LAKEWOOD - The mother of the 9-year-old boy who took two flights in an attempt to run away to Dallas said she was stunned but proud to hear about her son's actions, according to a TV interview scheduled to air Wednesday night.
"He just showed me that, Mom, 'I'm going to achieve anything I want to do. I'm going to just do it.' So he did it, from driving a car to getting on an airplane," said Sakinah Booker on the syndicated TV show "Inside Edition."
In the interview, her son, Semaj, described riding a bus to the airport and using a man's name he overheard on a Seattle-Tacoma International Airport loudspeaker page to get a boarding pass from Southwest Airlines, according to a news release issued Tuesday by the program.
Southwest Airlines spokeswoman Beth Harbin said she hadn't heard about Semaj obtaining a passenger's name from a loudspeaker page.
Premium content for only $0.99
For the most comprehensive local coverage, subscribe today.
Booker's lawyer, Brett Purtzer, said the mother was considering a lawsuit against Southwest Airlines.
The boy tried to run away to Dallas on Jan. 15 because he disliked Washington and wanted to be with his grandfather. After being stopped by airline employees in San Antonio and held in a home for runaways in Bexar County, Texas, the boy is back with his mother.
He faces charges in connection with a high-speed chase in a stolen car on state Route 512 the day before his airline escapade.
The boy is accused of stealing a 1986 Acura from his neighbor in the Tacoma suburb of Lakewood and leading police on a chase at speeds of up to 80 mph, according to charging documents.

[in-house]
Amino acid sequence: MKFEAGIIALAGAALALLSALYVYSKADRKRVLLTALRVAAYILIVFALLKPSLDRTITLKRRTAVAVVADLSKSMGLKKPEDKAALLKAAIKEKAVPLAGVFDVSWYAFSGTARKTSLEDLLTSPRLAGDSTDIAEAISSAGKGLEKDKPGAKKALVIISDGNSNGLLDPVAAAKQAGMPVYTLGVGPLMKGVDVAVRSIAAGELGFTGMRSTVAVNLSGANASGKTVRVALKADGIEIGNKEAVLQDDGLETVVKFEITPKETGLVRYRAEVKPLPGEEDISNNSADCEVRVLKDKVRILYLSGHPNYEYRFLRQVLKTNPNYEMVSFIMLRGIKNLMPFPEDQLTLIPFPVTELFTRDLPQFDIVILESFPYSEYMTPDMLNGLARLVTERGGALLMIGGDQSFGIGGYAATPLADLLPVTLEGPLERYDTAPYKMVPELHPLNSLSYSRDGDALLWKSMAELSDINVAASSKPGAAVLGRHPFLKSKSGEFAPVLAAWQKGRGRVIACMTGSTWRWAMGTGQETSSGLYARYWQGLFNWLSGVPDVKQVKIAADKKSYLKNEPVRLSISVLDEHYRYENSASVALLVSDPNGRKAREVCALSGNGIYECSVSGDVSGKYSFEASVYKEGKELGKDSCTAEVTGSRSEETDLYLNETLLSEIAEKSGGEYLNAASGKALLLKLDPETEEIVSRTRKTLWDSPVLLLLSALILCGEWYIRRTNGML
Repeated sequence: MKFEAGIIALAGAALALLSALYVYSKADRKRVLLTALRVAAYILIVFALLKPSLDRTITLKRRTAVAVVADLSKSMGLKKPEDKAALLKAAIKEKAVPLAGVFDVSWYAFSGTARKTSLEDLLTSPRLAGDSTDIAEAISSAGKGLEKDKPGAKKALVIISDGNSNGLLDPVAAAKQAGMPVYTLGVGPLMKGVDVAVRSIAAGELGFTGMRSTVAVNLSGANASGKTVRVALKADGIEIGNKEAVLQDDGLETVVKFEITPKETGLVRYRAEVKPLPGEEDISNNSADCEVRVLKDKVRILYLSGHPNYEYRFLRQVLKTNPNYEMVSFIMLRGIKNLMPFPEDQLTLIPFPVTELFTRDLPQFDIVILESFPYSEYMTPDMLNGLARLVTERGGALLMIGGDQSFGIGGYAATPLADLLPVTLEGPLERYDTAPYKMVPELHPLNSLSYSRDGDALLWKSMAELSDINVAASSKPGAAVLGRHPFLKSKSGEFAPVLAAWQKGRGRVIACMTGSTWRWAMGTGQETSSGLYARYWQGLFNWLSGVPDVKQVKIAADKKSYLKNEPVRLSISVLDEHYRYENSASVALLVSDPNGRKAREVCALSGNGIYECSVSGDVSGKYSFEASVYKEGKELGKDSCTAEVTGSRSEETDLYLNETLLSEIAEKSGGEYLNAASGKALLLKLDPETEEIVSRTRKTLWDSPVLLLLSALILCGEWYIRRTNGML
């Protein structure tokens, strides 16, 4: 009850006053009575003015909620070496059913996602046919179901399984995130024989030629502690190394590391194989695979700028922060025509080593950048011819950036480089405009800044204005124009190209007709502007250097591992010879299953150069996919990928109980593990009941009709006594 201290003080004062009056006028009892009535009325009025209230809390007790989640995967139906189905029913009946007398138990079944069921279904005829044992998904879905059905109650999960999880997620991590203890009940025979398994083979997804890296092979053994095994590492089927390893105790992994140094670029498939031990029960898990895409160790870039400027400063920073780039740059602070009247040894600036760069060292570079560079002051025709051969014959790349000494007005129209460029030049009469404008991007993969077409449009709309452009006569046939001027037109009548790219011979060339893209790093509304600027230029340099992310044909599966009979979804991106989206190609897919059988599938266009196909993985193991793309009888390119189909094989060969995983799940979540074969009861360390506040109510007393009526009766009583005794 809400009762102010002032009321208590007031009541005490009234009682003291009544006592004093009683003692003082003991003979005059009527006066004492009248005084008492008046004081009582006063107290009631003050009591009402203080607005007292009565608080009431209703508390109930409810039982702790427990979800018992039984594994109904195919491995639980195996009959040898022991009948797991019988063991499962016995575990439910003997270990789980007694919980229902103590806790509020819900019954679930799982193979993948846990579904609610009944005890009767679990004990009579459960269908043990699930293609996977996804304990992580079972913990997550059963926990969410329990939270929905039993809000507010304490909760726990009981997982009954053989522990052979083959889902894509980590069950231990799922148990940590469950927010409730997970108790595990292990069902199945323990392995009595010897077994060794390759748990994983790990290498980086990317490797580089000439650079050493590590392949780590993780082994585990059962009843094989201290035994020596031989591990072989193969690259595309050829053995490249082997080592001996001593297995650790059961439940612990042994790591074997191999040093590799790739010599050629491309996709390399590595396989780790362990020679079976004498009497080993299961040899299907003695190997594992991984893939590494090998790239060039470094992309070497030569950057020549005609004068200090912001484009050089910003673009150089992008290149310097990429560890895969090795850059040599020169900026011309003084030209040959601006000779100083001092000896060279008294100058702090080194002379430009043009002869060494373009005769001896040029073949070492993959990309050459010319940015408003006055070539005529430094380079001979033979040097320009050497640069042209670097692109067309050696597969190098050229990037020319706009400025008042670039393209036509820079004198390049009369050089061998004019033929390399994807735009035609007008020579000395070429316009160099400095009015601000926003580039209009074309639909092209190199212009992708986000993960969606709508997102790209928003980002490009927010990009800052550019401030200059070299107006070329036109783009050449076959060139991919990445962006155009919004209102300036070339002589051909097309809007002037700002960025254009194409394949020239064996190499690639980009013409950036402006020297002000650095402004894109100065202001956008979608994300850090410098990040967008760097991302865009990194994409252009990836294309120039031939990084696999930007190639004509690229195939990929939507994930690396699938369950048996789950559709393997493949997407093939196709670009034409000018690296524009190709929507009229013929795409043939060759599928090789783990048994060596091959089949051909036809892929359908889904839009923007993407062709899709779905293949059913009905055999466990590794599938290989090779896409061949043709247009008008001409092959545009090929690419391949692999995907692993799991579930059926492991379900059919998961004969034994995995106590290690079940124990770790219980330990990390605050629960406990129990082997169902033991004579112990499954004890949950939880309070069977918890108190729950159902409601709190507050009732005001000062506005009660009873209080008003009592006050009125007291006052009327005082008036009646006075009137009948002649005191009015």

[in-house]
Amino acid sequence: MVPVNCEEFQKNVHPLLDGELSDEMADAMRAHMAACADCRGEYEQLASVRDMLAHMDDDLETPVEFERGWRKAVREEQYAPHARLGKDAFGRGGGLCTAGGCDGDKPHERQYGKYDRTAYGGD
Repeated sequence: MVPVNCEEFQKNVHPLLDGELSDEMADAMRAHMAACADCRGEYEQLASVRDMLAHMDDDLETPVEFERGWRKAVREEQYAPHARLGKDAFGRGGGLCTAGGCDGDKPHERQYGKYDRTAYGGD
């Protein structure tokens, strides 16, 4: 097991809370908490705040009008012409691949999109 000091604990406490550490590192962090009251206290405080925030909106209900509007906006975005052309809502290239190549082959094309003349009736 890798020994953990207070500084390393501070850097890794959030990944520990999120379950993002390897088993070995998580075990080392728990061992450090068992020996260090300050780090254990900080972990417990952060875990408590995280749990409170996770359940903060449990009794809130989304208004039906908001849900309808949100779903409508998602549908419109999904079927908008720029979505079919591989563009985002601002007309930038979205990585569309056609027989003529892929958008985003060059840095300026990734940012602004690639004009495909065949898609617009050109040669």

After his engine blew, police tried to place the boy at Remann Hall juvenile jail in Tacoma and at a Child Protective Services facility, but both places turned him down because of his age, according to Lakewood police. He was returned home to his mother that night.
"We do intend to proceed with the criminal charges that have been filed related to the incident on Jan. 14," said Fred Wist, chief prosecutor for Pierce County's juvenile division.
On Jan. 15, the 4-foot-9-inch fourth-grader managed to talk his way onto two flights, from Seattle to Phoenix and then to San Antonio.
Southwest Airlines said Semaj presented himself as a 12-year-old, and therefore would not have been listed as an unaccompanied minor. He requested a boarding pass, saying his mother was already in the boarding area.
Because he's younger than 18, he didn't have to show identification to get through airport security.
The boy was finally stopped by Southwest Airlines employees at San Antonio International Airport while trying to board a flight to Dallas because, officials said, he did not have information that matched a reservation.
Southwest Airlines is still investigating what happened that day, Harbin said.
"We are talking to every possible person we can to make sure we understand what happened," she said.